Food Rating Systems

The Nutrition, Labeling and Education Act of 1990 requires U.S. food manufacturers to disclose certain nutritional information about their products via standardized package labels.  Partly in response to the escalating obesity epidemic, food manufacturers and retailers have developed more than a dozen different nutrition rating systems and labels to help guide consumers in their food purchasing decisions and dietary choices.

Nutrition rating systems present opportunities for educating consumers about nutrition and promoting changes in dietary practices, but the varied formats and criteria of these systems also pose potential problems. Some critics argue that nutrition rating systems, which were intended to simplify consumers’ purchasing decisions and make nutritional information easier to comprehend, have instead led to a confusing maze of competing nutrition claims. Where once grocery shoppers were simply able to consult a Nutrition Facts panel or ingredients list on a food package, they now are faced with a confusing array of different labels, symbols, ratings, on-package health claims, in-store signs, and food advertisements.

Public health professionals and policymakers are currently studying the effectiveness of U.S. nutrition rating systems, exploring the role of agencies such as the Food and Drug Administration in overseeing food labeling, and considering policy options to develop and enforce nutrition rating systems that are of the most benefit to consumers.  The overall public health goal is to provide consumers with useful and convenient nutritional information that they can use to improve their diets.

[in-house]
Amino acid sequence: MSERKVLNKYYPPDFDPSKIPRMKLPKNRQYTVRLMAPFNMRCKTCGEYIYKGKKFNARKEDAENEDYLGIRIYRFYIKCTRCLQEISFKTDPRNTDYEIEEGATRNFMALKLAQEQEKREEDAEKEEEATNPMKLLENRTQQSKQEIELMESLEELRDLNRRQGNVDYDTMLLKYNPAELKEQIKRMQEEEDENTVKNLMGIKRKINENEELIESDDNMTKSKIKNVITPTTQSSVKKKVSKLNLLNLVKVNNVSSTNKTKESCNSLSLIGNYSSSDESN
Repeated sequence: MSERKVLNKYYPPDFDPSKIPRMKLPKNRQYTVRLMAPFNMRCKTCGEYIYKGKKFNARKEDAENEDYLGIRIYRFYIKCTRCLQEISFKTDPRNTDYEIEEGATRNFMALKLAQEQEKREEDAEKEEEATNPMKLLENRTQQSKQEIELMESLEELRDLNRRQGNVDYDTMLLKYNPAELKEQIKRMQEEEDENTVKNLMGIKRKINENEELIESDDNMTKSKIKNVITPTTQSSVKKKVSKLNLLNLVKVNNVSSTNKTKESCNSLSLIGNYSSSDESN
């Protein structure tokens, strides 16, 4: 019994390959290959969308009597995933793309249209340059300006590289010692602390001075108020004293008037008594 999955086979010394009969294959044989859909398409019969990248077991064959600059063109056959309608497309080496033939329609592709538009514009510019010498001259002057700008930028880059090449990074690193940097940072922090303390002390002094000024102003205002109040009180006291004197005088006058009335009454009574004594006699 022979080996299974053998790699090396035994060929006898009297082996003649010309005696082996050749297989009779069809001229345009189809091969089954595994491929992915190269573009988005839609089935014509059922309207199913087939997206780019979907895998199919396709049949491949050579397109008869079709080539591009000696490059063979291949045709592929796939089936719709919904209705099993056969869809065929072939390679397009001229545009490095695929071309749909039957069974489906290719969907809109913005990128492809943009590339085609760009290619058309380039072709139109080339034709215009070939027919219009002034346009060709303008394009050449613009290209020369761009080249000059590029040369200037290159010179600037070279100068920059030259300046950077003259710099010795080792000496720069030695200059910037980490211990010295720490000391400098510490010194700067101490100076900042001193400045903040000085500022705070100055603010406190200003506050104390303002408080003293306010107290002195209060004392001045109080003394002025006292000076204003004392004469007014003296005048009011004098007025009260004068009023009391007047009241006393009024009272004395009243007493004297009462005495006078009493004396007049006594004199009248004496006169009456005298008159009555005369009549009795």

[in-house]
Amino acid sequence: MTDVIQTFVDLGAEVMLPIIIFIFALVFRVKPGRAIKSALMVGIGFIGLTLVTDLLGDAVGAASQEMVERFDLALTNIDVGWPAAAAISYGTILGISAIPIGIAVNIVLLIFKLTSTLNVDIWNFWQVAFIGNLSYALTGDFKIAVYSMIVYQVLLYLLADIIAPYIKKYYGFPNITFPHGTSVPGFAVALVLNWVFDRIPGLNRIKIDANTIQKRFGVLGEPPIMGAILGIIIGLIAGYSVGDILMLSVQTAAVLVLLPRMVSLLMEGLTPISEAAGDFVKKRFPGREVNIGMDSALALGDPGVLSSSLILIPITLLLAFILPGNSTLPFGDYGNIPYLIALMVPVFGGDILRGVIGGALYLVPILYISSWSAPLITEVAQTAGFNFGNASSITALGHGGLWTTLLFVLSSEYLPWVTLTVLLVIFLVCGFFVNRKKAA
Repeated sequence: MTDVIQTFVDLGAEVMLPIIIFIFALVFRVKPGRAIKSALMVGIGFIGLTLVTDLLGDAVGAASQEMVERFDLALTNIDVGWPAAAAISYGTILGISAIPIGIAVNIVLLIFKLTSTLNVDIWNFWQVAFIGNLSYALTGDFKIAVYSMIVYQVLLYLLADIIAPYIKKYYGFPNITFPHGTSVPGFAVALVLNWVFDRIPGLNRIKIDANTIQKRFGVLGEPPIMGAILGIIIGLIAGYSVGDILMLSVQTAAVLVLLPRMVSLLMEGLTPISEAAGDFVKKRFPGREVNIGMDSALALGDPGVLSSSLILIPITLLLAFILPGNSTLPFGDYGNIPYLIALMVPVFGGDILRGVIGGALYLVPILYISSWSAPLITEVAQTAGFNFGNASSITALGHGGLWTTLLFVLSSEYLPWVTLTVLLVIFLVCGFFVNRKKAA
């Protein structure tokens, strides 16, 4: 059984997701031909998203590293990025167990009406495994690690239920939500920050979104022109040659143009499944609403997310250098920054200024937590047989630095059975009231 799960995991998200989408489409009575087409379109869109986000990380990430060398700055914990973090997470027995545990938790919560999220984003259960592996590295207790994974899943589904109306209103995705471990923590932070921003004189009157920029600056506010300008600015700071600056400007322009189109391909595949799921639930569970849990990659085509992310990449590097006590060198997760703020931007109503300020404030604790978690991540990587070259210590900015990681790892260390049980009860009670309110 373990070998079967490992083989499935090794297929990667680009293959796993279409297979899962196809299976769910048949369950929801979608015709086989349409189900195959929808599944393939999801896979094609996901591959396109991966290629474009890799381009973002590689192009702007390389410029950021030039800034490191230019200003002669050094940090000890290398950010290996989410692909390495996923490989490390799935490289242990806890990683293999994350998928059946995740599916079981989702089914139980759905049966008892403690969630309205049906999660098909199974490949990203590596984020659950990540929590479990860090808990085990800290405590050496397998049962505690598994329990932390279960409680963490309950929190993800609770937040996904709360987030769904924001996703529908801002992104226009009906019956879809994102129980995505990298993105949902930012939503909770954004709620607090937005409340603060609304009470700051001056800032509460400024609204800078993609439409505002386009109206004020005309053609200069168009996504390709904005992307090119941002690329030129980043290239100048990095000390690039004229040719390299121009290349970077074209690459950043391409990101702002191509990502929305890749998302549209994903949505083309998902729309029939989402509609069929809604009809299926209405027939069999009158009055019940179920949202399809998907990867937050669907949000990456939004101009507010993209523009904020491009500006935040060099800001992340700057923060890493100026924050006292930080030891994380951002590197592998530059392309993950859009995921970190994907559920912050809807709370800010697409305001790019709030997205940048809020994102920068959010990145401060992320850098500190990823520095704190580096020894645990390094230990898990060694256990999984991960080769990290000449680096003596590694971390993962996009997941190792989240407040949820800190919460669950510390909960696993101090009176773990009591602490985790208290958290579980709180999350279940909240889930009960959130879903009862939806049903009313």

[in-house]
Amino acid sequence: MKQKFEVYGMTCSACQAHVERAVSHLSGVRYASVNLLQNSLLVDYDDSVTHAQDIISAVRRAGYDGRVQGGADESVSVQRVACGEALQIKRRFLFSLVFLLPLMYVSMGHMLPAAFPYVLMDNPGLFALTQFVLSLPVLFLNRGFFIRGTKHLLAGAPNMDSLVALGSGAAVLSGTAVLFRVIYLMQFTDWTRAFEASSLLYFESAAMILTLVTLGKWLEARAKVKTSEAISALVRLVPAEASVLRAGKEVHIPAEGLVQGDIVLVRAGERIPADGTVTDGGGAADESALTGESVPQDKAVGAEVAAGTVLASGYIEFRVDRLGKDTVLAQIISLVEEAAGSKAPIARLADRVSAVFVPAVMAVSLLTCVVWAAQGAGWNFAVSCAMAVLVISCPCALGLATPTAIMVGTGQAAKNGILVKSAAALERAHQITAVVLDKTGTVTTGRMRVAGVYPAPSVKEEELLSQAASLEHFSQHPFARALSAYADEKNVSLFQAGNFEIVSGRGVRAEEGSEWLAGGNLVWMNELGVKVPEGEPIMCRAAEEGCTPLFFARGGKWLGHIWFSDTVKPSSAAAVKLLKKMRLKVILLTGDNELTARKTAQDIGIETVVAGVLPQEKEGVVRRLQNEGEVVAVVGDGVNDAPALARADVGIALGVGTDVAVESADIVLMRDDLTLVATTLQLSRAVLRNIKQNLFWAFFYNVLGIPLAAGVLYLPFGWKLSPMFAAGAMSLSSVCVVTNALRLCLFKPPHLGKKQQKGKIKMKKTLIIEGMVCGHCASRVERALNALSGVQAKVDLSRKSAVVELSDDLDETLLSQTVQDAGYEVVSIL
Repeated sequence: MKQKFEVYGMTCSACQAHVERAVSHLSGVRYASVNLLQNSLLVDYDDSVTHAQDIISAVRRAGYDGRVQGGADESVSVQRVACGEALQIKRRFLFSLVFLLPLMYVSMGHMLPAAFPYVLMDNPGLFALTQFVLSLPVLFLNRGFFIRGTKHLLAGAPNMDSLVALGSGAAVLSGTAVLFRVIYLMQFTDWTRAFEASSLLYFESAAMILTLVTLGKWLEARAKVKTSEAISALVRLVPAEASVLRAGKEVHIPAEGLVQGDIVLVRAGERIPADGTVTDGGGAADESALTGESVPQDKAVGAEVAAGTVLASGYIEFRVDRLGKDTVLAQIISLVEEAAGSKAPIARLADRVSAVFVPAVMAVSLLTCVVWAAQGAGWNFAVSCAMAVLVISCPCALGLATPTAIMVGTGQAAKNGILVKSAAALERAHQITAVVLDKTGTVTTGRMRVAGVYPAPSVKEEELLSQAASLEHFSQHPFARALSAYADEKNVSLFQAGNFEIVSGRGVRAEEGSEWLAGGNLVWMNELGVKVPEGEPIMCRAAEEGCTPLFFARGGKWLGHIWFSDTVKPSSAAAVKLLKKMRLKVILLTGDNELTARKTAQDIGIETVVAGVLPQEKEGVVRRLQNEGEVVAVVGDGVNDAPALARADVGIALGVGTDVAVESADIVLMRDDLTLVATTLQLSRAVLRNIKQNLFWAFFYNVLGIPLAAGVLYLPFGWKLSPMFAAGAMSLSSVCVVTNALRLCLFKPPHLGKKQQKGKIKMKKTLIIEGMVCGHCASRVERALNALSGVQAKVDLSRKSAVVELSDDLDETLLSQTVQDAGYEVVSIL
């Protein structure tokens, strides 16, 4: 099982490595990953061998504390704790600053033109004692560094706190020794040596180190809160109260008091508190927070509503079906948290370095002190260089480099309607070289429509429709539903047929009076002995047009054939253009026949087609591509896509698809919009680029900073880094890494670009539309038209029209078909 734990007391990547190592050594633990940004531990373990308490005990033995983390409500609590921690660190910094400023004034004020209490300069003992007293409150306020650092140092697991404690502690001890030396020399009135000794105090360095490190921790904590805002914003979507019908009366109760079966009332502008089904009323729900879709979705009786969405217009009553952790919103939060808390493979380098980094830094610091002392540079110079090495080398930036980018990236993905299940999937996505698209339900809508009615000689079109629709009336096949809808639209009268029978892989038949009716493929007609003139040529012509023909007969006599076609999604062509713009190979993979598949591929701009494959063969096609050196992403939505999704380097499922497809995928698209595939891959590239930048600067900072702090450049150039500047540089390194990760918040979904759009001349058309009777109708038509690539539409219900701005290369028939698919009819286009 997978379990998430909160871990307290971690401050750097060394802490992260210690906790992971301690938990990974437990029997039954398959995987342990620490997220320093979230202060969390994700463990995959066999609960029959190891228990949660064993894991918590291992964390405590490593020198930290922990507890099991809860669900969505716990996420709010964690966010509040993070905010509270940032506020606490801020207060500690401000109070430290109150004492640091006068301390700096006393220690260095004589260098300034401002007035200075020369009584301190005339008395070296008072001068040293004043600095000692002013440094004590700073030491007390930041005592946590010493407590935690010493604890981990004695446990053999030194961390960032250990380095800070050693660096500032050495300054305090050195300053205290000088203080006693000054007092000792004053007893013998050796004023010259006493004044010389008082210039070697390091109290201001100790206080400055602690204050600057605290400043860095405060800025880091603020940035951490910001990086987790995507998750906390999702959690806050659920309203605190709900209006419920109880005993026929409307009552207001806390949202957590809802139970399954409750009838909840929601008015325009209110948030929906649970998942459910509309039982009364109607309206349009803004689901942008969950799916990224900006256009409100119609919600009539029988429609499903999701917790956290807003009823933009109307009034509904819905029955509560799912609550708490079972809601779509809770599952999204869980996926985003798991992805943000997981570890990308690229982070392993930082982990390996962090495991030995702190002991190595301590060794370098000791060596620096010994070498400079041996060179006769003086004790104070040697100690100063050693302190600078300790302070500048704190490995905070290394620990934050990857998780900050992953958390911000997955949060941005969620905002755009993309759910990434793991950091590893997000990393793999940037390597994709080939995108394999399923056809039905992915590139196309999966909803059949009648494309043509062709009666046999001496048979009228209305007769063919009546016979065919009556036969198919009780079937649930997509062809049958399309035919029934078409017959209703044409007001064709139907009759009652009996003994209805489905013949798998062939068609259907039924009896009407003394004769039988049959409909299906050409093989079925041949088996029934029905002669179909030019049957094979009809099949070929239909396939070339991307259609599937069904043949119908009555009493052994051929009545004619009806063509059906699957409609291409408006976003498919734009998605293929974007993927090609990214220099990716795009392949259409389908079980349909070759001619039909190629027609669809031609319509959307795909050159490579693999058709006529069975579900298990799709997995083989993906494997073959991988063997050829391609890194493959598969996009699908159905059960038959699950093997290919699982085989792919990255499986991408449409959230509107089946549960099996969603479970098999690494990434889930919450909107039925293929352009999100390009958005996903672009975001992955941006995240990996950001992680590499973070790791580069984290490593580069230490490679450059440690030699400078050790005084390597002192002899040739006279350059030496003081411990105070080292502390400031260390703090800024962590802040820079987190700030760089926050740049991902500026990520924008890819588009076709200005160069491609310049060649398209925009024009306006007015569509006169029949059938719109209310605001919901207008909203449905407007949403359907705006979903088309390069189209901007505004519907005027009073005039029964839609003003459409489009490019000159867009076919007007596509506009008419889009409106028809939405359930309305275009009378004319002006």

The Nutrition, Labeling and Education Act of 1990 requires U.S. food manufacturers to disclose certain nutritional information about their products via standardized package labels.  Partly in response to the escalating obesity epidemic, food manufacturers and retailers have developed more than a dozen different nutrition rating systems and labels to help guide consumers in their food purchasing decisions and dietary choices.

Nutrition rating systems present opportunities for educating consumers about nutrition and promoting changes in dietary practices, but the varied formats and criteria of these systems also pose potential problems. Some critics argue that nutrition rating systems, which were intended to simplify consumers’ purchasing decisions and make nutritional information easier to comprehend, have instead led to a confusing maze of competing nutrition claims. Where once grocery shoppers were simply able to consult a Nutrition Facts panel or ingredients list on a food package, they now are faced with a confusing array of different labels, symbols, ratings, on-package health claims, in-store signs, and food advertisements.

Public health professionals and policymakers are currently studying the effectiveness of U.S. nutrition rating systems, exploring the role of agencies such as the Food and Drug Administration in overseeing food labeling, and considering policy options to develop and enforce nutrition rating systems that are of the most benefit to consumers.  The overall public health goal is to provide consumers with useful and convenient nutritional information that they can use to improve their diets.

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